Every Montana high-schooler takes the ACT college entrance exam for free their junior year, a practice that began in spring 2013. Last year, Montana students had an average composite score of 20.4, compared with the national average of 21. The highest possible score is 36.

In Montana in 2015:

  • 57 percent met the English benchmark (64 percent nationally).
  • 44 percent met the reading benchmark (46 percent nationally).
  • 41 percent met the math benchmark (42 percent nationally).
  • 36 percent met the science benchmark (38 percent nationally).

Of the 13 states that require all students to take the ACT, only Colorado, Illinois and North Dakota had higher average scores than Montana.

But a student’s trajectory toward graduation doesn’t start in high school.

"Early on, because we wanted to impact the numbers, I think we had a lot of focus on high school to get an immediate result," Thane said. "But the reality is you need to create a culture beginning at kindergarten.

"The reality is, if you dis-aggregate our attendance data, our worst attendance is in kindergarten. You start forming those habits early on, and I think that there can be a tendency for people to think, 'Oh, it’s kindergarten, it’s not important.' But it really does set a stage for success."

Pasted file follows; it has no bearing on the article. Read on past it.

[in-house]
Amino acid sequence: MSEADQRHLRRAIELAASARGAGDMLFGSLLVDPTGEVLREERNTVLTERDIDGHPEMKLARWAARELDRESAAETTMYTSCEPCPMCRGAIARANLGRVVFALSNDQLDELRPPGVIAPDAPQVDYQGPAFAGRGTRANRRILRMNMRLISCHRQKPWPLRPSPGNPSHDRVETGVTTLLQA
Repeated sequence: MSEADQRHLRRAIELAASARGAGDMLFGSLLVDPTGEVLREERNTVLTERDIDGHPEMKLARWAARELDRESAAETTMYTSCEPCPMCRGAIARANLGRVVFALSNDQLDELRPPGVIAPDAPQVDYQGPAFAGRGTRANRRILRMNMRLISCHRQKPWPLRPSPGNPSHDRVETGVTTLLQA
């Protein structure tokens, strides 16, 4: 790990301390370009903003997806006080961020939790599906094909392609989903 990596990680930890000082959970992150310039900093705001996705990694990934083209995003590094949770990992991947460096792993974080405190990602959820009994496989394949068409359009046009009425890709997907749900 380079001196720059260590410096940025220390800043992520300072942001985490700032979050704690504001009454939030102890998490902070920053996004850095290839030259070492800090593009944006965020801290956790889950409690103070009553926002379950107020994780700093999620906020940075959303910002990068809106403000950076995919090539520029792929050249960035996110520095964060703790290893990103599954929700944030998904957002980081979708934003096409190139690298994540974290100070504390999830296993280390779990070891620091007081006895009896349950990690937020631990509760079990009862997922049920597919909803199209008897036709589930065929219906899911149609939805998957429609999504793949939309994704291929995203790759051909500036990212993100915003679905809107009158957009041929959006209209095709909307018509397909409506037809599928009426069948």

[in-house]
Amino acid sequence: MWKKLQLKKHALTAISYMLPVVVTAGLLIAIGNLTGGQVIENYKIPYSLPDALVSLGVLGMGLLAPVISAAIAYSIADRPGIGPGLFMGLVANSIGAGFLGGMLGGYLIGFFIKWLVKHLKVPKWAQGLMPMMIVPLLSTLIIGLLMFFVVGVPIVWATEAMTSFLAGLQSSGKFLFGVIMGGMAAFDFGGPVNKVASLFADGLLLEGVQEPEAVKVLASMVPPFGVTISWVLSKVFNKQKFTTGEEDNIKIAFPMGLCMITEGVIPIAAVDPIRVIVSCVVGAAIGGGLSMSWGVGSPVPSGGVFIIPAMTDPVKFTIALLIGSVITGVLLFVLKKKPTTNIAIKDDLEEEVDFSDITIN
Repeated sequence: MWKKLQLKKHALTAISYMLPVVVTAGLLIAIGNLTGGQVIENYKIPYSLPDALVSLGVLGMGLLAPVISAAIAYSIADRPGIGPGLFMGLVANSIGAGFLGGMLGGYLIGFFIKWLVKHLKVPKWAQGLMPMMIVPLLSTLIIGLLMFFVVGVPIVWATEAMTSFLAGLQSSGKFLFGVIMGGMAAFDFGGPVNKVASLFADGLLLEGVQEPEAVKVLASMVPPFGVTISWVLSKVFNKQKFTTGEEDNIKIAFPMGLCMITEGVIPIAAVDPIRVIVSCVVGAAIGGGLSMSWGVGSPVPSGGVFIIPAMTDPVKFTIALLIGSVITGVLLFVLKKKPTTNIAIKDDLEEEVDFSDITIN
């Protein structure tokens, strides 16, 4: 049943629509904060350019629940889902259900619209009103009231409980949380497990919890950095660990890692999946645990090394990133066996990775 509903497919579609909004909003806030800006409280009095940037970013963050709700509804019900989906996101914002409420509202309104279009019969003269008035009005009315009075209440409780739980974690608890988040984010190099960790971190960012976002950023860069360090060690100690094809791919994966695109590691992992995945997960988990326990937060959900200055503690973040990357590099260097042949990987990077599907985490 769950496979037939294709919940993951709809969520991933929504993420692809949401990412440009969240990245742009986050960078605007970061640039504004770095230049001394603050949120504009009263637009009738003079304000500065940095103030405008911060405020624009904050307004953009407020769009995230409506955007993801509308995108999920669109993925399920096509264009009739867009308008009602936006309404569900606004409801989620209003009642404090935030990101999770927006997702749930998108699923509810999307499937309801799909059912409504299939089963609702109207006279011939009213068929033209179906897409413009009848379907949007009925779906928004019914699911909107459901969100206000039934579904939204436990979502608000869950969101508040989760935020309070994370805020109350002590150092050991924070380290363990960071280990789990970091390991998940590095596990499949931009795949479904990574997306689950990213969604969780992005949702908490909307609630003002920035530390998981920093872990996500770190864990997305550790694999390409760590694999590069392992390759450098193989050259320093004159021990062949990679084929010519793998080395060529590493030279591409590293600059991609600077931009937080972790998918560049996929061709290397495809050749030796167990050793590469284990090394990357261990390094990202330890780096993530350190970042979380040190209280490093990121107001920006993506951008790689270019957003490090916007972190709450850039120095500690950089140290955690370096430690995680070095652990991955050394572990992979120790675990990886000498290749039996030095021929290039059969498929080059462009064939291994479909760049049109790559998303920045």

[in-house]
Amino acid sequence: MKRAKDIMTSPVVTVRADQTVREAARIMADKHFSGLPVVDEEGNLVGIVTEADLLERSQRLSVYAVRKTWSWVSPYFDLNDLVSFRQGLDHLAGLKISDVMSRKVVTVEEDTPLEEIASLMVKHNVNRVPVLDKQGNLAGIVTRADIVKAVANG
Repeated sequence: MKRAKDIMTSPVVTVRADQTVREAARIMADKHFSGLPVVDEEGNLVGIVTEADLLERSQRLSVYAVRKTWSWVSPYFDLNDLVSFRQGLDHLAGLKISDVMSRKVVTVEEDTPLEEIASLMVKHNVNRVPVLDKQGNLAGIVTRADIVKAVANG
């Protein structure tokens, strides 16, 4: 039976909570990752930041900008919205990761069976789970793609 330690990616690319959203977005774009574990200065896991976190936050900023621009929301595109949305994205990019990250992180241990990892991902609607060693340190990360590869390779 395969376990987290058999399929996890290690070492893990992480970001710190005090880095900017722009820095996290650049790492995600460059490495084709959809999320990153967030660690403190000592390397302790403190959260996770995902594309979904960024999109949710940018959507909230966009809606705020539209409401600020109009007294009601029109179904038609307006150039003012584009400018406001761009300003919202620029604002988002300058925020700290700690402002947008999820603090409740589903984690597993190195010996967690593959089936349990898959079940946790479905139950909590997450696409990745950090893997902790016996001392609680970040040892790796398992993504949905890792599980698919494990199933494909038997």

The National Assessment of Educational Progress is administered to all fourth- and eighth-graders.

Last year, 41 percent of Montana fourth-graders met NAEP’s math benchmark, compared with 39 percent nationally, and 37 percent met the reading benchmark, compared with 35 percent nationally.

In eighth grade, 39 percent met the math benchmark, compared with 32 percent nationally, and 37 percent met the reading benchmark, compared with 32 percent nationally.

Thane said identifying long-term solutions to problems the district starts seeing early on "may not impact our graduation rate for 13 years," but they're important to tackle.

“I don’t mean this in a negative sense, but I think in years past, the distant past, there was largely a push-out model if a student had too many issues or behavior issues or those kinds of things,” he said. “I think it was easy to wash your hands of them and say we’re not going to worry about them, we’re going to focus on the serious students. We can’t afford to do that as a society. We really do need to work to educate all.”

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Reporter for the Missoulian